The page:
In the intervening years the science and ethics of these techniques have been extensively debated. The Nuffield Council on Bioethics and the HFEA held extensive public consultations in 2012 and identified broad public support for the use of these techniques. There have been three expert scientific review panels—in April 2011, March 2013 and June 2014—all of which found no evidence to suggest that the techniques are unsafe for clinical use, and only last week a group of eminent scientists and experts in medical ethics, including Professor Sir John Sulston, Baroness Warnock and Sir Paul Nurse, wrote to The Times urging Parliament to approve the new regulations. They argued that the question parliamentarians must consider is not whether we would want to use this technique ourselves, but whether there are grounds to prevent affected families from doing so. I again reiterate what we have heard in the representations from families, and particularly women of child-bearing age: they want the opportunity to use these techniques.
The hon. Lady is making a very good speech and is trying to make it balanced. She talked about last night’s meeting, which I understand went on for quite some time, and there has been a lot of debate outside this Chamber, but is she satisfied that we come here to the Chamber this afternoon with only 90 minutes to discuss this? Would it not be better if we were to withdraw this motion today and come back with more time to debate it next week?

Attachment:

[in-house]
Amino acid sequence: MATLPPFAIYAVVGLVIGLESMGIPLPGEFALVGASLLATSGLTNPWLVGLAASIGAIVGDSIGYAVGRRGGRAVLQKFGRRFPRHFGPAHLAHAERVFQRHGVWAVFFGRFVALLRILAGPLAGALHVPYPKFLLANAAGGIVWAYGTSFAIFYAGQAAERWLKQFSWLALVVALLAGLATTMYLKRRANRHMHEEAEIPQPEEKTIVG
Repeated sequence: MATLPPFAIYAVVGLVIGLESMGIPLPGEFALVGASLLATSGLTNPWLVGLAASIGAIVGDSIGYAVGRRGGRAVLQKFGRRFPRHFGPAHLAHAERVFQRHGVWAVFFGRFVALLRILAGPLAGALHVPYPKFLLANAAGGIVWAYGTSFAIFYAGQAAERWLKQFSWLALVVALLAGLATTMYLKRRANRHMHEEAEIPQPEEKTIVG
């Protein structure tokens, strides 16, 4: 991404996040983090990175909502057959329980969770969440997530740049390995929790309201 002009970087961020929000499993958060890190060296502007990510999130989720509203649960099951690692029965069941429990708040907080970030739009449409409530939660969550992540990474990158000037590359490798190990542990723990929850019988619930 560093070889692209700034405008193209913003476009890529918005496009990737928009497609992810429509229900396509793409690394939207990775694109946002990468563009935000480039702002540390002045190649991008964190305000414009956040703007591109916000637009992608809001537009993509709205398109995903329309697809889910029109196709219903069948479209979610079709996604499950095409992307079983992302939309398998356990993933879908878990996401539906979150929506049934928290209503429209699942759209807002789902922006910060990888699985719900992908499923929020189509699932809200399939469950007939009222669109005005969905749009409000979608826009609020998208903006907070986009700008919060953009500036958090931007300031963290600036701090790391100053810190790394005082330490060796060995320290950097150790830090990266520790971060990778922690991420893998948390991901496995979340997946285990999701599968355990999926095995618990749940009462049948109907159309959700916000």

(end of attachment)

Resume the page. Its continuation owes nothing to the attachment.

It is important to note that the use of these techniques will not be rushed into lightly if Parliament does pass them today, and specialist clinicians will then have to obtain a licence from the HFEA to use the techniques. We heard last night that this will only be in centres of excellence, and the HFEA will consider applications on a case-by-case basis.
We have heard concerns in previous debates that allowing mitochondrial donation is a dangerous road to start down, and that it could potentially lead to designer babies and parents being able to select the physical characteristics of their children. But we have also heard in the public debate that these fears do not take into account that these regulations are very specific and cover only mitochondrial DNA, not the nuclear DNA that determine our physical characteristics. The legislation only permits the use of these techniques in the clearly defined situation of incurable mitochondrial disorders.
The fact that these techniques apply only to the mitochondrial DNA and not to nuclear DNA should provide further reassurance to those Members concerned that this process would result in “three-parent babies.” As we have heard, mitochondrial DNA only controls mitochondrial function and energy production. Importantly, nuclear DNA, which makes us who we are and determines appearance and personality, will not be altered by the techniques that we are discussing today.